“[Sir Ken Morrison] showed us all the importance of aiming high but never forgetting the practicalities of life and the humanity of those we deal with.”
These words encapsulate the essence of great retailing, great business and great Customer Experience. Ken Morrison was an innovator – for example he built Morrisons on a model of vertical integration, directly controlling many of its food suppliers, and developed the Market Street concept of retail theatre combined with expertise directly available to the consumer.
My first newsletter of 2017 has a new look and a new focus. It’s inspired by a quotation given to me by my friend, futurist Nick Price:
“Customer Experience isn’t simply the quality & arrangement of assets. It’s their orchestration.”
So this month’s newsletter reflects three aspects of my mission:
“I help organisations orchestrate their assets so that everyone and everything plays to their full potential.”
In the House of Commons, following Prime Minister Theresa May’s most detailed speech to date on her government’s Brexit strategy, Conservative MP Nicholas Soames (despite being a strong Remain supporter) says it is time to accept the verdict of the referendum and “get on with it”.
He quotes his grandfather Winston Churchill: “If there is a bear in your bedroom it is not a matter for speculation.”
The simple wisdom of this statement – as well as the refreshing humour – resonates through time.
If you have a bear (an unwanted, unwelcome, and potentially dangerous intruder) in your bedroom (or boardroom), sometimes it just takes an outside observer to say “I see you have a bear in there. What are you going to do about it?”
In a world where the unthinkable and the impossible are rapidly becoming the reality, the challenges for organisations and businesses are also the opportunities. The key is to understand the trends, stay focused on vision, mission and key success drivers, and to implement flexible strategies based on what will happen, what could happen, and above all, on what you want to happen.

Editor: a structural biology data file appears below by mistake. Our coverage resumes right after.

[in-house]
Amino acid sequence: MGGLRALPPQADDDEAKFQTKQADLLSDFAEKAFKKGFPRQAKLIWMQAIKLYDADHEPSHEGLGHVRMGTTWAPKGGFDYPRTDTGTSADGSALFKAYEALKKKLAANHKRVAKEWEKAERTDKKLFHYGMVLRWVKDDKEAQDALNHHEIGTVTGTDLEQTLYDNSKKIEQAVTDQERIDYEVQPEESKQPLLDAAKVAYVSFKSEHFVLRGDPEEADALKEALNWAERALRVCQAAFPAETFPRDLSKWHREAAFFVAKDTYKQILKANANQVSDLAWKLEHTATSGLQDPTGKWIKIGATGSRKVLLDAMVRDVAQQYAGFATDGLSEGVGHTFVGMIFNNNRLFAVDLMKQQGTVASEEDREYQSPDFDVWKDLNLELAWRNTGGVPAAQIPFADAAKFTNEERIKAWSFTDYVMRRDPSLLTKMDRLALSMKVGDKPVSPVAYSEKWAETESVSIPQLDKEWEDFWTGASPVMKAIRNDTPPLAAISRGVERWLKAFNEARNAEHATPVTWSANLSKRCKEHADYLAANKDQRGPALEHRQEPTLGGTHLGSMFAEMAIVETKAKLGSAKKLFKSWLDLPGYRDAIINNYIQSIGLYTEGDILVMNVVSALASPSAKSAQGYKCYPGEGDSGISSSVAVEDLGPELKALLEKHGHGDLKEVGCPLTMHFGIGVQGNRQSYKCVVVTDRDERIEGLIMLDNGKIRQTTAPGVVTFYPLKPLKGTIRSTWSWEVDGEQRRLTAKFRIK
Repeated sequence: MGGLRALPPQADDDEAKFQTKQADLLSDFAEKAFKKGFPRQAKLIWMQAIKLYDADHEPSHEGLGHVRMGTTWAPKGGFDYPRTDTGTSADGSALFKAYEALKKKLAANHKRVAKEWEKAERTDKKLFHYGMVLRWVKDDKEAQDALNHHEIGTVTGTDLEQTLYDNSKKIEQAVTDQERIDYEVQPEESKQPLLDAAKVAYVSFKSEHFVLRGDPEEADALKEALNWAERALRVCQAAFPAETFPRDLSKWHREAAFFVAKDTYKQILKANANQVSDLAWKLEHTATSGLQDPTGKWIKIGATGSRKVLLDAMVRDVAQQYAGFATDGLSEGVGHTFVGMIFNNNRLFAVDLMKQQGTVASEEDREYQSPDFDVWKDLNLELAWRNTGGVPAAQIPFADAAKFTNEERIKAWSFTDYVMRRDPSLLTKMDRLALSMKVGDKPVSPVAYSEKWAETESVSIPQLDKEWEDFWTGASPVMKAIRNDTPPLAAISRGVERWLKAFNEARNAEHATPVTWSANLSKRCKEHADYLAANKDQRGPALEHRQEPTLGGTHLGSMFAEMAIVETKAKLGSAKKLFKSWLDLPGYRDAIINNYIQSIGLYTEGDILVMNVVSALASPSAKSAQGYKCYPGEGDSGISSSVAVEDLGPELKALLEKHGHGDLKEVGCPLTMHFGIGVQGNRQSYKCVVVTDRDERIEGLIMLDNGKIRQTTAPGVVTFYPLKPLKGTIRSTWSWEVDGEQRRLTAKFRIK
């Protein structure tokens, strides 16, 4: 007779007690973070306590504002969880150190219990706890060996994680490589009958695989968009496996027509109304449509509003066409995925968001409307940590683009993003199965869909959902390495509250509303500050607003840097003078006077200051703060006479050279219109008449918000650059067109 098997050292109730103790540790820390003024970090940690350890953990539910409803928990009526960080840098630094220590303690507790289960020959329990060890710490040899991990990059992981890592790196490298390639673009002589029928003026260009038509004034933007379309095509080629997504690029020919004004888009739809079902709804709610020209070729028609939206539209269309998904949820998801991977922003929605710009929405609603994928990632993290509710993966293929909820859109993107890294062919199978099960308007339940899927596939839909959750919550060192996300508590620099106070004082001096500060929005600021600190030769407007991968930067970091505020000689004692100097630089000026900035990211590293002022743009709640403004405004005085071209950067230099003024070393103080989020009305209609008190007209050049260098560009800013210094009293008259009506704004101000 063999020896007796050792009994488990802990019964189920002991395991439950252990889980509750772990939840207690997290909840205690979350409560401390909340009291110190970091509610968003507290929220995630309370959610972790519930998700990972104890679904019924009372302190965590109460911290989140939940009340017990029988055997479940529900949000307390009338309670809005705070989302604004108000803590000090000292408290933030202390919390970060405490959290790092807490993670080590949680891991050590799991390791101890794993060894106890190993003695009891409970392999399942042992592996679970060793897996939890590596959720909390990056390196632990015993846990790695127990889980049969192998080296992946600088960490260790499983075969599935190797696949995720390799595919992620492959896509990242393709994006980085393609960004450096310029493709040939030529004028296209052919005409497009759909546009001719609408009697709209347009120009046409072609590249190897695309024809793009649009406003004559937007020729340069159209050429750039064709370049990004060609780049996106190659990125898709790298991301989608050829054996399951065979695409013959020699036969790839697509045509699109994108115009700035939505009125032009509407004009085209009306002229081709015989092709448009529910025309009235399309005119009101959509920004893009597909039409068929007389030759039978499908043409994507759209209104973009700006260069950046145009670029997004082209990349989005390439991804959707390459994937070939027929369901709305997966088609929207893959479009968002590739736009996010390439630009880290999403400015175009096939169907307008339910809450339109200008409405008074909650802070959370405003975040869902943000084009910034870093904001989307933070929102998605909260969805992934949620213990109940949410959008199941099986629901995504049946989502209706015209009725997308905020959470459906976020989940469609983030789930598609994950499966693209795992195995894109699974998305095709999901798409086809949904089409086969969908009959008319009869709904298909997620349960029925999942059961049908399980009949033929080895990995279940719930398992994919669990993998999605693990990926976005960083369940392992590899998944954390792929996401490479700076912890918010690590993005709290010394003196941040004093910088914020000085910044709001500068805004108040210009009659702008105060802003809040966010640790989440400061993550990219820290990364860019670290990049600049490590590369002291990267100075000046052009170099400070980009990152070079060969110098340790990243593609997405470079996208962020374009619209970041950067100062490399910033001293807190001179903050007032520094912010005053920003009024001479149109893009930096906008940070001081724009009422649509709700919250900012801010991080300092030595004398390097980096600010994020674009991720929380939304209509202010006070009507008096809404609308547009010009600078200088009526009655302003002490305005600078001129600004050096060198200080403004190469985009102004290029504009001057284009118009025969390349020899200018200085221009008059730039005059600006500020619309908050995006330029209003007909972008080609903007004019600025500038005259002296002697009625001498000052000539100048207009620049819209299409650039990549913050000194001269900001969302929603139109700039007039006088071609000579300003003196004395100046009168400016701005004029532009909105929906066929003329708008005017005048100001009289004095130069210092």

This is the third and last of my short series of posts, distilling insights from the conference I attended on On Wednesday 15th June : The Future of the Experience Economy, organised by Eventbrite.
Well it’s been quite a few days here in the UK: there are more questions than answers, and uncertainty – that enemy of business confidence and growth – seems set to be with us for at least the next few months, if not years.
So what should business do for the best?
I had two experiences last week that showed, simply yet dramatically, where business’ focus should be over the foreseeable future: on engaging and empowering people to deliver memorable Customer Experiences.
I had an experience today which:
– Was contrary to popular opinion/my expectations;
– Highlighted my Rule of 99:1.
Customer Experience, as I’ve said many times before, is about every interaction between an organisation/business and those it serves/its customers. I first conceived the Rule of 99:1 when I was the newly-appointed, Head of Retail and Admissions at the Tower of London, the most popular heritage attraction in the UK…
What are you not doing that you could be doing, to stand out from the crowd?
Worth reflecting over – particularly over a good cup of coffee…
I’m often asked to explain what exactly it is that I do.
The short answer is: I help Retail, Tourism and Hospitality organisations increase sales, productivity and profitability through creating POSITIVE Customer Experiences, Communication and Leadership.
The next question is, what’s “Customer Experience” – how does it differ from “Customer Service?”
I visited a museum at the weekend – just scraping in on the last day of a heavily-promoted, blockbuster exhibition.
As I waited at the ticket desk, I noticed that, despite there being a queue, only one team member was selling tickets – and yet there were four team members behind that desk. Two of the other three were having a chat; the other was (there’s no other word for it) slumped in her chair, staring into space.
The exhibition was great – I’d recommend it to you, but it’s over!
Also over is the massive opportunity the museum had to maximise its return on investment…